Kubernetes

Tutorial: Apply the Sidecar Pattern to Deploy Redis in Kubernetes

31 Jan 2020 9:13am, by

In the last Kubernetes tutorial, we explored the concepts of node and pod affinity/anti-affinity to ensure that relevant pods are co-located or evenly distributed in the cluster. In this installment, I will demonstrate how to leverage the sidecar pattern to package, deploy, and scale two containers as a unit.

The way the Pod is designed in Kubernetes makes it an ideal choice for implementing the sidecar pattern by co-locating two containers. A Pod can contain one or more containers packaged as a unit of deployment.

In this tutorial, we will deploy a microservices application built using MySQL, Redis, and Python/Flask as depicted in the below illustration.

MySQL Deployment will use the concept of node affinity to make use of the SSD disk attached to one of the nodes. For a detailed walkthrough of node and pod affinity, refer to the previous tutorial.

We will then create a multicontainer Pod that has the stateless web API and a Redis container that caches the frequently accessed rows.

Deploying the MySQL Pod

Let’s use node affinity rule to target a node within the GKE cluster with an attached SSD disk. Refer to the first step of this tutorial to launch the cluster and attach an SSD disk.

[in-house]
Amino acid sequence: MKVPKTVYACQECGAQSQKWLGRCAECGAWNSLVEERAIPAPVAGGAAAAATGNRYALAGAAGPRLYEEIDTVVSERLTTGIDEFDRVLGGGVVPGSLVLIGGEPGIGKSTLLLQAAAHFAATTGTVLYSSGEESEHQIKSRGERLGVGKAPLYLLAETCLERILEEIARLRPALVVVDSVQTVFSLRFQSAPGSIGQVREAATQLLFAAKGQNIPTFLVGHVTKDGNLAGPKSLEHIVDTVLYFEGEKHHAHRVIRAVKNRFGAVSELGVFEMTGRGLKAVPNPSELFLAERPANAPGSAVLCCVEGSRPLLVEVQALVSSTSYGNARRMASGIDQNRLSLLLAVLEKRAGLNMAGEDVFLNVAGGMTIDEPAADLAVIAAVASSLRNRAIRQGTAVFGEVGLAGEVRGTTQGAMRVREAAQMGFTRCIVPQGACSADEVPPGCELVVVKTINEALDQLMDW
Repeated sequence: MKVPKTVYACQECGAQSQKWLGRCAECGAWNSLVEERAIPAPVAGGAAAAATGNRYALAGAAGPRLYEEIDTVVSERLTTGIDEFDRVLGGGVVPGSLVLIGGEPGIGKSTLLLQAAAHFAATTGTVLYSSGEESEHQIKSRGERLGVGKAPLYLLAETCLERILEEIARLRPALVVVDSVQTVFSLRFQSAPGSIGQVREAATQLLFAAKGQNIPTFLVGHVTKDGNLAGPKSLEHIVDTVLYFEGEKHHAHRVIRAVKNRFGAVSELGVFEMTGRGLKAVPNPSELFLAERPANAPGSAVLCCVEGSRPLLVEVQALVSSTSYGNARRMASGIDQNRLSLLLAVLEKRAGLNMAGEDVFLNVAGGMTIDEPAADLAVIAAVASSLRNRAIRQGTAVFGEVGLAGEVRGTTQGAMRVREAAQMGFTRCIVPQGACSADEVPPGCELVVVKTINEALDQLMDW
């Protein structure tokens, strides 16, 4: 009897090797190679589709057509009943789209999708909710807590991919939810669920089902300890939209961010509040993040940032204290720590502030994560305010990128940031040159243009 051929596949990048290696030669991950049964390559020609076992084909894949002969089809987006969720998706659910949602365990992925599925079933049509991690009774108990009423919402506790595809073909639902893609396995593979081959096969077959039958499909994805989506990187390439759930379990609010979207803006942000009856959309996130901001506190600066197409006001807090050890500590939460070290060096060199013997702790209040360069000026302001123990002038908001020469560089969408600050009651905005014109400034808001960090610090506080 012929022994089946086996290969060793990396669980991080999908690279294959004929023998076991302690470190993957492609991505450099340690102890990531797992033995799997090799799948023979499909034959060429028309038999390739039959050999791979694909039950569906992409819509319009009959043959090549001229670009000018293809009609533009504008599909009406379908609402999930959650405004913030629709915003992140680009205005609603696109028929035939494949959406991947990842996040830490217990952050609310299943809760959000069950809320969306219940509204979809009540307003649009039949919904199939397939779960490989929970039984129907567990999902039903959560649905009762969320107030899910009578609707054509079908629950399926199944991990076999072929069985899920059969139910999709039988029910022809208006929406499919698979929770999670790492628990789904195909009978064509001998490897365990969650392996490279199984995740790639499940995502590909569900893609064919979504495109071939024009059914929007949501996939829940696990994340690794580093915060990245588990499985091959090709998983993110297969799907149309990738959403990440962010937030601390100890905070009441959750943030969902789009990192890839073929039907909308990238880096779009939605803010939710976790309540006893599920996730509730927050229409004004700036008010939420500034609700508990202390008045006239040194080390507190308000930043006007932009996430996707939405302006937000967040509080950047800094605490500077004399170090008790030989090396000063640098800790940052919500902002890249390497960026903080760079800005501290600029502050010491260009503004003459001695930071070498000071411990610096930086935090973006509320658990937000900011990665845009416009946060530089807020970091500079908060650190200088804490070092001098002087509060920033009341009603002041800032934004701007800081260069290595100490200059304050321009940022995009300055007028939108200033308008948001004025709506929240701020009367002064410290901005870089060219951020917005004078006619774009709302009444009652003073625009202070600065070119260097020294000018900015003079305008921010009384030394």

Defining a Multicontainer Pod for Redis and the Web App

Since we want to ensure that every web Pod gets a Redis Pod, we will define a multicontainer Deployment. This gives us the flexibility of scaling both the containers in tandem through the Pod.

Notice that the Deployment Spec has two container images — Web App and Redis.

Let’s apply the spec to schedule three instances of the Pod.

Each Web Pod has two containers which are visible through the ready status of 2/2.

Run kubectl describe command to inspect the pod.

The screenshot shows partial output from the kubectl describe command.

Verifying the Cache

Let’s test if the cache is adding any value to the application’s performance.

Get the IP address of the load balancer with the below command:

Initialize the database and insert test data into MySQL.

When we access the data, it gets retrieved from the database for the first time. The Redis container will cache the data which is used by subsequent requests.

Responses that have a suffix of (c) indicate that the values have been retrieved from the cache instead of the database.

If you are curious about the code, the Python web application is available on GitHub.

Janakiram MSV’s Webinar series, “Machine Intelligence and Modern Infrastructure (MI2)” offers informative and insightful sessions covering cutting-edge technologies. Sign up for the upcoming MI2 webinar at http://mi2.live.

Redis Labs is a sponsor of The New Stack.

Feature image by Johnson Martin from Pixabay.

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